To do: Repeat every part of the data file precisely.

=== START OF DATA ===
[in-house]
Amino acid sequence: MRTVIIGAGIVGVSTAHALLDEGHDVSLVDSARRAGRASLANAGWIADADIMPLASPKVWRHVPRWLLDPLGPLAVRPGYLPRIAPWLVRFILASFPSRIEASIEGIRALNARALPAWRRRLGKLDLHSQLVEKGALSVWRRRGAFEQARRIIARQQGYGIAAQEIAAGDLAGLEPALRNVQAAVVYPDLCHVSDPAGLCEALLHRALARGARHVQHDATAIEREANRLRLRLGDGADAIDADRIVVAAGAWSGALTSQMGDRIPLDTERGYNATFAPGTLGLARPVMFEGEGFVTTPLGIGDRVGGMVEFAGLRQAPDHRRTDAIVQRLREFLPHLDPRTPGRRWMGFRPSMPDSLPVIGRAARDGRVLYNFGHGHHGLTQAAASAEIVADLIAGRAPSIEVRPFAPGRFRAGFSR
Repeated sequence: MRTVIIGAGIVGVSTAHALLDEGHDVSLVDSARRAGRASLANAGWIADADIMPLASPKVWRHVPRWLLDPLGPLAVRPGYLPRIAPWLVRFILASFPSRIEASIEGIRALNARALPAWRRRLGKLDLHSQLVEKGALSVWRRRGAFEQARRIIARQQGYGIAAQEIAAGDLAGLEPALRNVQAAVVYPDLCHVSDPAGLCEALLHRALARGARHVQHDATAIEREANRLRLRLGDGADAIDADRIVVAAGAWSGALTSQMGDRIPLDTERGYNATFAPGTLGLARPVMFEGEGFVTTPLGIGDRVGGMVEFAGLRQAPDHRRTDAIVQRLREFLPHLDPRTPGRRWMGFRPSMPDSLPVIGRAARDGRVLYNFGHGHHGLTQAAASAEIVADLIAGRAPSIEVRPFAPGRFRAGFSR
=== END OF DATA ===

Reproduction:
[in-house]
Amino acid sequence: MRTVIIGAGIVGVSTAHALLDEGHDVSLVDSARRAGRASLANAGWIADADIMPLASPKVWRHVPRWLLDPLGPLAVRPGYLPRIAPWLVRFILASFPSRIEASIEGIRALNARALPAWRRRLGKLDLHSQLVEKGALSVWRRRGAFEQARRIIARQQGYGIAAQEIAAGDLAGLEPALRNVQAAVVYPDLCHVSDPAGLCEALLHRALARGARHVQHDATAIEREANRLRLRLGDGADAIDADRIVVAAGAWSGALTSQMGDRIPLDTERGYNATFAPGTLGLARPVMFEGEGFVTTPLGIGDRVGGMVEFAGLRQAPDHRRTDAIVQRLREFLPHLDPRTPGRRWMGFRPSMPDSLPVIGRAARDGRVLYNFGHGHHGLTQAAASAEIVADLIAGRAPSIEVRPFAPGRFRAGFSR
Repeated sequence: MRTVIIGAGIVGVSTAHALLDEGHDVSLVDSARRAGRASLANAGWIADADIMPLASPKVWRHVPRWLLDPLGPLAVRPGYLPRIAPWLVRFILASFPSRIEASIEGIRALNARALPAWRRRLGKLDLHSQLVEKGALSVWRRRGAFEQARRIIARQQGYGIAAQEIAAGDLAGLEPALRNVQAAVVYPDLCHVSDPAGLCEALLHRALARGARHVQHDATAIEREANRLRLRLGDGADAIDADRIVVAAGAWSGALTSQMGDRIPLDTERGYNATFAPGTLGLARPVMFEGEGFVTTPLGIGDRVGGMVEFAGLRQAPDHRRTDAIVQRLREFLPHLDPRTPGRRWMGFRPSMPDSLPVIGRAARDGRVLYNFGHGHHGLTQAAASAEIVADLIAGRAPSIEVRPFAPGRFRAGFSR